August 9, 2011
A new SocialShield study that was conducted with comScore and NDP and released today reveals something truly shocking: many parents do not properly monitor their children’s social networking activities, if at all, even though about half of young people experiencing some form of cyberbullying or other harassment online.
Now, it’s not that parents don’t care or are totally negligent, they just don’t have the tools, knowledge or time to properly monitor their children on social networks—and many admit that they take no precautions at all.
Maybe this is a rather macabre thing to say, but this is a great opportunity for startups, because obviously there is a huge need that needs to be filled. They can just follow in the footsteps of SocialShield, one of a handful of online monitoring services.
Consider this: more than 69% of parents with children ages 10 – 17 say their children biggest fears being are: contact from strangers, information being displayed online that shares their child’s physical location, postings that could tarnish their child’s reputation, and their child getting cyberbullied.
Some more stats to mull over:
- Only 32% of parents say they actually monitor their child’s social networking activities every day, and 28% of parents admit they only occasionally, rarely or never monitor their child’s social networking activities.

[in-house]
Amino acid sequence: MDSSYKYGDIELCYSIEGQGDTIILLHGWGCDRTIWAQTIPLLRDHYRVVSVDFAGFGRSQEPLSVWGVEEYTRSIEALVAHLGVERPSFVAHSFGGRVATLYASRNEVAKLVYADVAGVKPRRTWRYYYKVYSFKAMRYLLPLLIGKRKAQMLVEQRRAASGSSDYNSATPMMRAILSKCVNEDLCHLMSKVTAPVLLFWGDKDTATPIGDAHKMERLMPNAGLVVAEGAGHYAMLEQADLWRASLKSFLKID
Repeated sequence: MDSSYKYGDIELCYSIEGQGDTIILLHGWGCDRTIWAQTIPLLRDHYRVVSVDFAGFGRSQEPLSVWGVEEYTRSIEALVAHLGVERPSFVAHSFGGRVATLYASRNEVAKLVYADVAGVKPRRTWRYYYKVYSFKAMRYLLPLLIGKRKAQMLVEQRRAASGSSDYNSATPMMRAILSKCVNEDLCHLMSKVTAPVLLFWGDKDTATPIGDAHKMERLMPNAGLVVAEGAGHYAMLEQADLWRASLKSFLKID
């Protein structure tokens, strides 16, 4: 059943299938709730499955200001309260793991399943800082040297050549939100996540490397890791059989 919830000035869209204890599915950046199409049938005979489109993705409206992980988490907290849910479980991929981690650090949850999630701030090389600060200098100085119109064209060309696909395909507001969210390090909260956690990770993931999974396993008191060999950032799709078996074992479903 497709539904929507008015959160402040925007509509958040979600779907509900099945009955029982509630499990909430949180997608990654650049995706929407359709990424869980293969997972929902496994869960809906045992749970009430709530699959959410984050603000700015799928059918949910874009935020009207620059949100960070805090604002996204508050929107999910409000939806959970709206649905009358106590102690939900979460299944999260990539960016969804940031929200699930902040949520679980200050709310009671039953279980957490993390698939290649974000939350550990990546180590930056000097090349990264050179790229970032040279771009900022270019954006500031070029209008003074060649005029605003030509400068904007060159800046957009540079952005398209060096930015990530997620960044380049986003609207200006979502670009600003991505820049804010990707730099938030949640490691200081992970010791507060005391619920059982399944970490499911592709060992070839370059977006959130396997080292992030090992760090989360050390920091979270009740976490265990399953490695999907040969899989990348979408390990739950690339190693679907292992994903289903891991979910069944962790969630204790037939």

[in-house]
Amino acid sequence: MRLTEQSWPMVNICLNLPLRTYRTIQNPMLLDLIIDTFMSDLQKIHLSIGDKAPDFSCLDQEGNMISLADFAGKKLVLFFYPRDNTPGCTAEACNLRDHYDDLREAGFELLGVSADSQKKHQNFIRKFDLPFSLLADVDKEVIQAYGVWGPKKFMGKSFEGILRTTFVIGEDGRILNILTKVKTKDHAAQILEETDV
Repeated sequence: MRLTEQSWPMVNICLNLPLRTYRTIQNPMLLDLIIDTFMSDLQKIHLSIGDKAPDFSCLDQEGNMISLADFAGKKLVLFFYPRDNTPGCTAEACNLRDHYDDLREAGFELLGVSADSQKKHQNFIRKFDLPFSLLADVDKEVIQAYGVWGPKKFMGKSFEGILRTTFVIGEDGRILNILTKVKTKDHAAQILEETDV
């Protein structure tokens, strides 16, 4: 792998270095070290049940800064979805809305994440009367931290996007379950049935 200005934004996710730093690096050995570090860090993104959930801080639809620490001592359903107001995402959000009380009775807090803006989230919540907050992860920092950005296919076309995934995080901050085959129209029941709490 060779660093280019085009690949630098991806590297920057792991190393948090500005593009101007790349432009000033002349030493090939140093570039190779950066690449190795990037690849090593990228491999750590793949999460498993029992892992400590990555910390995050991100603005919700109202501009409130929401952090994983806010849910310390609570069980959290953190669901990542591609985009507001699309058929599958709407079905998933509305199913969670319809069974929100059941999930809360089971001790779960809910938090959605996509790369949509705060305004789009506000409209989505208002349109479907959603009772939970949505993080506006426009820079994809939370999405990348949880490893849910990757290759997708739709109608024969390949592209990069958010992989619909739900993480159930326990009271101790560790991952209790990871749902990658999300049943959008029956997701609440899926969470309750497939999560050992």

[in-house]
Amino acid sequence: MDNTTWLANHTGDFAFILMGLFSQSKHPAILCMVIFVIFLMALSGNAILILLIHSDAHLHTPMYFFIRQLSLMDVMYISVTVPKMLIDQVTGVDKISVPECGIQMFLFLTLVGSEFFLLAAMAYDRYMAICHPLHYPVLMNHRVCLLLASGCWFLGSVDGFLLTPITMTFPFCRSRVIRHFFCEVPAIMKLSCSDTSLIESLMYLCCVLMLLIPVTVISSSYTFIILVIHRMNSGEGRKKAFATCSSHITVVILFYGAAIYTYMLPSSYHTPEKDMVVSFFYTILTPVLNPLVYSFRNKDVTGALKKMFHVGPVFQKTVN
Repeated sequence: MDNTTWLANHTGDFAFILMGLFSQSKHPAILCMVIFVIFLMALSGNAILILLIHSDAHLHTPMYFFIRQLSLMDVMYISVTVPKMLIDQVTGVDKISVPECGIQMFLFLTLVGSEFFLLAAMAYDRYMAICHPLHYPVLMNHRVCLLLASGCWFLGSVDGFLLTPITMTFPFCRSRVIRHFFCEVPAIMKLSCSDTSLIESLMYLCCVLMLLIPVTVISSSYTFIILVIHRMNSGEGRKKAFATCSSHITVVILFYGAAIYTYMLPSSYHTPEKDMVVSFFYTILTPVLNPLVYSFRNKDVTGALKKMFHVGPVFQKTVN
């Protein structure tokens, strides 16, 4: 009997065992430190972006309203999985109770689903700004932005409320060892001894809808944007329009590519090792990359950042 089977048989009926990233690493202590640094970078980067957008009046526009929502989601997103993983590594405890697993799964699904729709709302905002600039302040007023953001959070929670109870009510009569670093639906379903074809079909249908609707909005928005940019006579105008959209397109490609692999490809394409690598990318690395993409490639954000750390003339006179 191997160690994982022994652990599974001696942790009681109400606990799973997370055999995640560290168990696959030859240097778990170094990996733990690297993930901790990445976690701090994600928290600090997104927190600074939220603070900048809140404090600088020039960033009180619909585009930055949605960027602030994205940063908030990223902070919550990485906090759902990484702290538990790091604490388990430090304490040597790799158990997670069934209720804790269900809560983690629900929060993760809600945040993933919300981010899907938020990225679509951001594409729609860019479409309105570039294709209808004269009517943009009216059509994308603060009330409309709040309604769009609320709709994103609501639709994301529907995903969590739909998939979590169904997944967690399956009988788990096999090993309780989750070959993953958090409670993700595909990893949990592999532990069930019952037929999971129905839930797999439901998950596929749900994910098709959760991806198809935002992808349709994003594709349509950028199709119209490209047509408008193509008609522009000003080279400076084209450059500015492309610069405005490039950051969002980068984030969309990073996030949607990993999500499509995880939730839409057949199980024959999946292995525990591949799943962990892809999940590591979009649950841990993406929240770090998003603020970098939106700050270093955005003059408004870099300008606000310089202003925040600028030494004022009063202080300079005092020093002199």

- 66% of parents believe they should monitor all of their child’s Facebook activity including emails and chats, yet the most common monitoring technique stated—“friending” their child—does not allow the parent to monitor email, chats or many other activities where dangers could lurk.
- About 10-20% of young people experience cyberbullying regularly, and they are almost twice as likely to attempt suicide as those who don’t.
- 54% of parents say they monitor their child’s social networking account by logging into his/her account as him/her on occasion.
If any entrepreneurs-to-be need any more convincing that this is a great space to enter, remember that social networks require the use of your real name and identity. Kids, especially teenagers, often post excessive amounts of personal data, not realizing they are leaving a trail of who they are, what they do, and where they can be found.
Entrepreneurs, get in there and fill that gap.
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